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Little league programs take action against potential child abuse

May 07, 2011 Matt Roesly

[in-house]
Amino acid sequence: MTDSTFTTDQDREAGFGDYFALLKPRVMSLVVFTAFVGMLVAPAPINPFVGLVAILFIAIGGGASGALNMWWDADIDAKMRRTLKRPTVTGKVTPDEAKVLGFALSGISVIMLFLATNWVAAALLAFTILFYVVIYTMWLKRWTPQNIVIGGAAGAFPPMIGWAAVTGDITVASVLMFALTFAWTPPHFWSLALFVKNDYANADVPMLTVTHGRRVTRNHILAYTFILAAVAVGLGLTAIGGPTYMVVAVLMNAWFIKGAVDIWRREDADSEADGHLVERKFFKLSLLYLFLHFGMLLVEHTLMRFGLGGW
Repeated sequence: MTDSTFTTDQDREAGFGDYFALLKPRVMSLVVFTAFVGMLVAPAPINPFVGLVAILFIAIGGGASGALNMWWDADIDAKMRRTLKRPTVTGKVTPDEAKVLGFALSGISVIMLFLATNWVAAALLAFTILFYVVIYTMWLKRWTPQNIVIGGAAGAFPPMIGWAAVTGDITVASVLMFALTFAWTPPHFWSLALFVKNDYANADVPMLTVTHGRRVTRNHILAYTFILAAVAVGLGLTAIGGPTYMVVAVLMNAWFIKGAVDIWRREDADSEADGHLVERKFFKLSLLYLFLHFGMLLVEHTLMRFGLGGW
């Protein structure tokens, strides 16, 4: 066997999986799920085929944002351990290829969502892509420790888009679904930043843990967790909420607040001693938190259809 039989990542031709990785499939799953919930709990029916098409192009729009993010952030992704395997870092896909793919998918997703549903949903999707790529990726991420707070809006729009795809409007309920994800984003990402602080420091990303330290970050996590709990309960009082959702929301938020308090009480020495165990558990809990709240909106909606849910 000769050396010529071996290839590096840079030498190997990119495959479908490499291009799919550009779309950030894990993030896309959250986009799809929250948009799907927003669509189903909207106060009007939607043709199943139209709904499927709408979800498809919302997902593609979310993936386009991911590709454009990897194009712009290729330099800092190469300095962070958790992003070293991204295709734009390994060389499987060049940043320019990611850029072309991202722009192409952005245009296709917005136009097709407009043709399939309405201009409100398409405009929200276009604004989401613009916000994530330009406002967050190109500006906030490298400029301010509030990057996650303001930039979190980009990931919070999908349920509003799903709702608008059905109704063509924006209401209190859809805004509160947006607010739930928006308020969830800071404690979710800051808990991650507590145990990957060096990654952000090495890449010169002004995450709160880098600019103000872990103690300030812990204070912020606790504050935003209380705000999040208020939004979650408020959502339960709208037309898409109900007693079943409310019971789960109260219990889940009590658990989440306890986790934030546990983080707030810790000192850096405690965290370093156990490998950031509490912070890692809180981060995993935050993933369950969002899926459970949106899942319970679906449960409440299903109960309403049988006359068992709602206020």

Youth baseball leagues across the country are advocating background screening not only for coaches, but all individuals who may come in contact with children. The Little League Child Protection Program, first implemented in 1996, was the first initiative in the nation that outwardly attempted to eliminate predators from youth leagues. Comprehensive background checks must be completed each year for a league to receive membership in the program, according to The Shreveport Times. The media outlet notes that the Louisiana-based Bossier Dixie league implemented background checks for any adult involved with little league teams - including coaches, umpires, concession workers, regional directors and other volunteers. Additionally, Tenefly Little League in Tenefly, New Jersey, has decided to fingerprint all volunteers that come in contact with children, according to The Blaze. This includes fingerprints of everyone from coaches to concessions workers. In Pennsylvania, a Lower Nazareth Township baseball coach was outed by an anonymous parent because he went the entire 2010 baseball season without a town-mandated background check, according to LehighValleyLive. "Parents are in favor of it and certainly our job as youth administrators is to protect the young people that participate in our organization," Abraham Key, president and CEO of Washington, Pennsylvania-based PONY little league, tells The Shreveport Times. "It should give the parents some relief to know that we are doing the due diligence to do the background check on these people."